Firstly, as far as a time comparison, the different technology of the time made everything take longer in EQ compared to P99 and actually made the content slightly more difficult.  People playing on dial up with multi minute zone time makes your reference to killing all of those targets in a handful of hours inaccurate.  Also, constant lag was part of raiding back then.  Staring at the ground or a wall to reduce the lag during raids was common.    It did influence encounters difficulty level at times...some more than others.

    Also, the amount of loot that is available on P99 servers isn't what it was in early EQ.  It makes gearing up your character easier...which makes content easier.

    But more so, the point was about raiding in EQ during its prime and you seem to be focusing on Kunark for some reason?  Like mentioned above, Kunark was just the beginning.  Raiding in Kunark was just getting your toes wet.  It was the start of what EQ would evolve into...but it was only the tip of the iceberg.  The game didn't fully evolve into the raiding game that it became known for, (and what some future mmos would model much of their game design after) until Velious.  So, why so many Kunark references instead of focusing on when the game was more evolved as far as raiding?
    Post edited by TwoTubes on
  • DullahanDullahan Member EpicPosts: 4,536
    Dullahan said:

    The time involved comparison between P99 and EQ isn't a valid comparison. (not to mention you didn't list some of the less sought after targets that sufficed as something to kill on any given night if they were your only option).
    On what grounds is p99 not comparable to live? It remains the same, the focus of the game revolved primarily around group play at that point, and the raid focus became popular later. I don't really consider farming stuff like chardok royals or planar armor raid content. On the server I played on, I got that stuff in pick up groups. Big targets were pretty highly contested and not something that you could depend on being there every week... because that wasn't the point of the game. And I personally think the game was better for it.
    Firstly, as far as a time comparison, the different technology of the time made everything take longer in EQ compared to P99 and actually made the content slightly more difficult.  People playing on dial up with multi minute zone time makes your reference to killing all of those targets in a handful of hours inaccurate.  Also, constant lag was part of raiding back then.  Staring at the ground or a wall to reduce the lag during raids was common.    It did influence encounters difficulty level at times...some more than others.

    Also, the amount of loot that is available on P99 servers isn't what it was in early EQ.  It makes gearing up your character easier...which makes content easier.

    But more so, the point was about raiding in EQ during its prime and you seem to be focusing on Kunark for some reason?  Like mentioned above, Kunark was just the beginning.  Raiding in Kunark was just getting your toes wet.  It was the start of what EQ would evolve into...but it was only the tip of the iceberg.  The game didn't fully evolve into the raiding game that it became known for, (and what some future mmos would model much of their game design after) until Velious.  So, why so many Kunark references instead of focusing on when the game was more evolved as far as raiding?
    I played p99 servers, most recently red, while it was fresh. We had to earn all of our items, because they didn't yet exist. We were still able to very quickly become equipped enough to down all of the most important raid content as one guild, in a matter of hours every week.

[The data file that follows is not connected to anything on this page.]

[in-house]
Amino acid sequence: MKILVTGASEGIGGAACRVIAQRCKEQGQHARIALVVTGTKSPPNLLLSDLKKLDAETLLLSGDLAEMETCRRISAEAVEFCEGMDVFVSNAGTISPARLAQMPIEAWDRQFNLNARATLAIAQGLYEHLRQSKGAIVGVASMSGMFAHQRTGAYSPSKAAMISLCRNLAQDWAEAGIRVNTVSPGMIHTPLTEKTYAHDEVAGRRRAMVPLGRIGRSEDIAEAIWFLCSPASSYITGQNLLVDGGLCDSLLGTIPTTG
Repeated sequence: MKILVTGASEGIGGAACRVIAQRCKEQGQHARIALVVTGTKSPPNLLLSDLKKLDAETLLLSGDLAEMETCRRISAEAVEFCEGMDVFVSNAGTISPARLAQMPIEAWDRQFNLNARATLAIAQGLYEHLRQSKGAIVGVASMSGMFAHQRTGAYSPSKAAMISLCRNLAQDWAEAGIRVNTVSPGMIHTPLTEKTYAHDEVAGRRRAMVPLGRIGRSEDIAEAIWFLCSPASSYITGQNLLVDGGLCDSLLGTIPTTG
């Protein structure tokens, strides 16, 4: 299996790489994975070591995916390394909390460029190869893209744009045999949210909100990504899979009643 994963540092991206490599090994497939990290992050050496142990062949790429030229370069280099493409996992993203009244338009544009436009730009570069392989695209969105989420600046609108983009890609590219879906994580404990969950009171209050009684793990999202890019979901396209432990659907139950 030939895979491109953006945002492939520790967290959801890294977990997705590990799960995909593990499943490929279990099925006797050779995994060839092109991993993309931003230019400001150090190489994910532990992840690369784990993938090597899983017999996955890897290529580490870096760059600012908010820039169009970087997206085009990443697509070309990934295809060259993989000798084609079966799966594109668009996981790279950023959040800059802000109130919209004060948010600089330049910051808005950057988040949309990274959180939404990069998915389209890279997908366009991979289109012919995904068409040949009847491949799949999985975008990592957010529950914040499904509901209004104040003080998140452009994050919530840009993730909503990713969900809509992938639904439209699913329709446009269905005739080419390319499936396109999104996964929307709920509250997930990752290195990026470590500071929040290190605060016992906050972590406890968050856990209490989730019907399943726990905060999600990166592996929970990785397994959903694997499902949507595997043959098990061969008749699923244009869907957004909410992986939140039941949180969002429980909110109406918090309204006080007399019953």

That was my only point. That raid content was limited, because that wasn't the primary focus of the game. Most progression was geared towards group play. That guilds could combine a few of those groups and raid something now and then was just icing on the already delicious cake. After those occasional, highly contested raids, it was back to farming group content. That was the bread and butter, especially once players had alternate advancement.

    Sure better computers make the process easier. The prevalence of loot also eventually trivialized the experience on p99, hence the reason I no longer play there. The game was never meant to be left in an expansion for 5+ years without any real system to combat mudflation and remove old items from the economy. Neither of those things directly address or refute the point I was trying to make.



  • KyleranKyleran Member LegendaryPosts: 43,737
    Mylan12 said:
    I certainly hope this does not end up being a rush to max level and then raid game.  I also hope we don't see the 60+ man raids, I think 30 to 36 is plenty of people for a raid. I left EQ during the Scars of Velious expansion because of the way the game was going. 
     To me the fun is the journey and making new friends on the way.  And I did experience the raiding game early on up until I left the raiding guild after the Plane of Sky came out.
    We did get some server firsts there and it was fun raiding from the aspect of getting their first and having to figure things out as you go. 

    The way I see it.... If it's a LARGE mmo like they used to make, it doesn't matter if people rush to end game. 

    LARGE  mmos can be do as you feel..... This lost it's way among other things.

    With newer games like ESO, FF14, their scripted and follow the story line.  No reason to take it slow, their just fast paced video games.  In a LARGE mmo will have groups running to end game and others taking their time, and everything in between.


    Fast story:

    I joined a well known Guild for GW2.  I had so much fun with them that I stuck by them for FF14.